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Can Spotting Occur During Conception?

It is important to understand, first, what we are talking about by “during conception.” If we mean during the act of sexual intercourse, spotting could of course occur, just as it could any other time. However, there is a more specific type of spotting that can occur as a result of conception. This type of spotting, known as “implantation bleeding” occurs some time after the actual act of conception.

This type of spotting during conception occurs when the fertilized egg is implanted into the uterus. There is a certain type of a tissue, known as a trophoblast, that develops from the fertilized egg. Trophoblast surrounds the fertilized egg. Trophoblast is the tissue that attaches the egg to the inside of the uterus. Trophoblast actually “eats” its way into the uterus, and serves also to pull the egg toward the inside of the lining of the uterus, known as the endometrium. Trophoblast even goes so far as to “invade” the blood vessels of the mother, and cause blood to be diverted to the egg that has been fertilized. It is here that the trophoblast can cause this type of conception spotting.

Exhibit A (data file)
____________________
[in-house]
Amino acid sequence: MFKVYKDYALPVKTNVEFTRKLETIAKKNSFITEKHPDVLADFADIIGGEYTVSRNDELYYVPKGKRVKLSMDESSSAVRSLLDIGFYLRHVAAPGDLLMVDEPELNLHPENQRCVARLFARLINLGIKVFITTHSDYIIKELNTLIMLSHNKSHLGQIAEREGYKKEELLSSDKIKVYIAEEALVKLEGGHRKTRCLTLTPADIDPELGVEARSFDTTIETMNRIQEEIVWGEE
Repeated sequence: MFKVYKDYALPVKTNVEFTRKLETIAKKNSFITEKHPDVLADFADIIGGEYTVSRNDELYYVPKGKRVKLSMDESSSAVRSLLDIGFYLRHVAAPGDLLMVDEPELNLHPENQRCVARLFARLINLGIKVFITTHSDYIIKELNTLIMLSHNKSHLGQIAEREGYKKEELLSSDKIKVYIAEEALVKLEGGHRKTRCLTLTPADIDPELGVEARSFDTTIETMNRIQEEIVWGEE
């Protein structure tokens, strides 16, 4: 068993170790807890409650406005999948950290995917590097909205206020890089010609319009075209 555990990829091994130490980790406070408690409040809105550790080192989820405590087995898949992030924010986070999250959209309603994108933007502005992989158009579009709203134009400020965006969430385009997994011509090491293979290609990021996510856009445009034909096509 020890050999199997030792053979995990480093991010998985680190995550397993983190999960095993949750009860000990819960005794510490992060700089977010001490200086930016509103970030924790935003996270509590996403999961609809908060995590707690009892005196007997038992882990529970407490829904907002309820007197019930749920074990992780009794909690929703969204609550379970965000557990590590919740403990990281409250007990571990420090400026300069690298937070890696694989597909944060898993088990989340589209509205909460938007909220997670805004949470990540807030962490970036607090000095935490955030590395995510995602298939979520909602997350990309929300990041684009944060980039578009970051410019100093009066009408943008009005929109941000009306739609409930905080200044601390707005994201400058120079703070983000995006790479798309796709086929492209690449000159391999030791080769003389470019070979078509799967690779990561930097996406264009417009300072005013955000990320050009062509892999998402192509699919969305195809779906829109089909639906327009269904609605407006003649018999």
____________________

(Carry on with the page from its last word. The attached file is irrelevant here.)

This spotting that occurs during conception will occur in somewhere around half of all women. It generally happens right about 7 to 10 days after the act of conception occurs. In some cases, implantation bleeding can be mistaken for an early onset of a period. Implantation bleeding is generally pinkish to brown in color. This type of spotting is generally scanty and spotty. It will normally follow a pattern similar to a period.

In some cases, this spotting may be accompanied by cramps or an increase in bleeding. This can be a cause for a concern. Heavy bleeding, in particular, can be a sign of any number of problems. If you experience heavy bleeding along with implantation bleeding, or after implantation bleeding, you should contact your health care provider. This can indicate that there has been a miscarriage, or it can indicate some other sort of problem with pregnancy.

Last modified: February 10, 2013

The information provided here should not be considered medical advice. It is based on the average experience of women trying to conceive and may not be what you may be experiencing. It's not meant to be a replacement for any advice you may receive from your doctor. If you have any concerns about your cycle or our ability to get pregnant, we advise you to contact your doctor.